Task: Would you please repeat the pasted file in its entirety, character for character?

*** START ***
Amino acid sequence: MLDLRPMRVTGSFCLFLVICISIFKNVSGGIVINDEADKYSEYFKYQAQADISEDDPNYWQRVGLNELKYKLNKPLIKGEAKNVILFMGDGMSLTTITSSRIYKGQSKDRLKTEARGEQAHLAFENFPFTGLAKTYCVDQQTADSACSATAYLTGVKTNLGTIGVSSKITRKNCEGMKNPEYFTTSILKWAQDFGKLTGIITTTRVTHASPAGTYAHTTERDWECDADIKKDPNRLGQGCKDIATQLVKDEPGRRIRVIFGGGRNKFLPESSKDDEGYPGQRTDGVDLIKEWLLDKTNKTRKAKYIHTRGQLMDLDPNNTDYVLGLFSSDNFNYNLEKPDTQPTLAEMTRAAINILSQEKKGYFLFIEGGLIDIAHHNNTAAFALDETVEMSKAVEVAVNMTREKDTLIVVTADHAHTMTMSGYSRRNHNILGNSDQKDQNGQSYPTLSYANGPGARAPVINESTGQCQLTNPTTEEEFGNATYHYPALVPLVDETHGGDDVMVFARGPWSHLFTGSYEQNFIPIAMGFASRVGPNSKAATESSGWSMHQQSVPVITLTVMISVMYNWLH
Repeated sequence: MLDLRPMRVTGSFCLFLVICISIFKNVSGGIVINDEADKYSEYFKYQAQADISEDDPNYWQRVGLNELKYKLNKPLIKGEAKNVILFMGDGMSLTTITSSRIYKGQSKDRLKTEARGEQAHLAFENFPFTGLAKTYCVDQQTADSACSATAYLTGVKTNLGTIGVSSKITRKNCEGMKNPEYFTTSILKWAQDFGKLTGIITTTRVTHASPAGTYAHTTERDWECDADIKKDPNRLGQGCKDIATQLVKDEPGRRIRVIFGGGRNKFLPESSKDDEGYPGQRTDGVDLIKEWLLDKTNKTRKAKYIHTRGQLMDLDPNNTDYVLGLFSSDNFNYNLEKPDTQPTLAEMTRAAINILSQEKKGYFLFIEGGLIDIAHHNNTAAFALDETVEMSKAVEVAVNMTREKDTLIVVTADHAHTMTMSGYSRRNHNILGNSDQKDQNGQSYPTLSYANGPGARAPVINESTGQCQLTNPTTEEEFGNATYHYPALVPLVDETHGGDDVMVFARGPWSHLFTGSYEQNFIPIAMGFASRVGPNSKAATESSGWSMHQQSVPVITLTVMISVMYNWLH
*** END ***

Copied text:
Amino acid sequence: MLDLRPMRVTGSFCLFLVICISIFKNVSGGIVINDEADKYSEYFKYQAQADISEDDPNYWQRVGLNELKYKLNKPLIKGEAKNVILFMGDGMSLTTITSSRIYKGQSKDRLKTEARGEQAHLAFENFPFTGLAKTYCVDQQTADSACSATAYLTGVKTNLGTIGVSSKITRKNCEGMKNPEYFTTSILKWAQDFGKLTGIITTTRVTHASPAGTYAHTTERDWECDADIKKDPNRLGQGCKDIATQLVKDEPGRRIRVIFGGGRNKFLPESSKDDEGYPGQRTDGVDLIKEWLLDKTNKTRKAKYIHTRGQLMDLDPNNTDYVLGLFSSDNFNYNLEKPDTQPTLAEMTRAAINILSQEKKGYFLFIEGGLIDIAHHNNTAAFALDETVEMSKAVEVAVNMTREKDTLIVVTADHAHTMTMSGYSRRNHNILGNSDQKDQNGQSYPTLSYANGPGARAPVINESTGQCQLTNPTTEEEFGNATYHYPALVPLVDETHGGDDVMVFARGPWSHLFTGSYEQNFIPIAMGFASRVGPNSKAATESSGWSMHQQSVPVITLTVMISVMYNWLH
Repeated sequence: MLDLRPMRVTGSFCLFLVICISIFKNVSGGIVINDEADKYSEYFKYQAQADISEDDPNYWQRVGLNELKYKLNKPLIKGEAKNVILFMGDGMSLTTITSSRIYKGQSKDRLKTEARGEQAHLAFENFPFTGLAKTYCVDQQTADSACSATAYLTGVKTNLGTIGVSSKITRKNCEGMKNPEYFTTSILKWAQDFGKLTGIITTTRVTHASPAGTYAHTTERDWECDADIKKDPNRLGQGCKDIATQLVKDEPGRRIRVIFGGGRNKFLPESSKDDEGYPGQRTDGVDLIKEWLLDKTNKTRKAKYIHTRGQLMDLDPNNTDYVLGLFSSDNFNYNLEKPDTQPTLAEMTRAAINILSQEKKGYFLFIEGGLIDIAHHNNTAAFALDETVEMSKAVEVAVNMTREKDTLIVVTADHAHTMTMSGYSRRNHNILGNSDQKDQNGQSYPTLSYANGPGARAPVINESTGQCQLTNPTTEEEFGNATYHYPALVPLVDETHGGDDVMVFARGPWSHLFTGSYEQNFIPIAMGFASRVGPNSKAATESSGWSMHQQSVPVITLTVMISVMYNWLH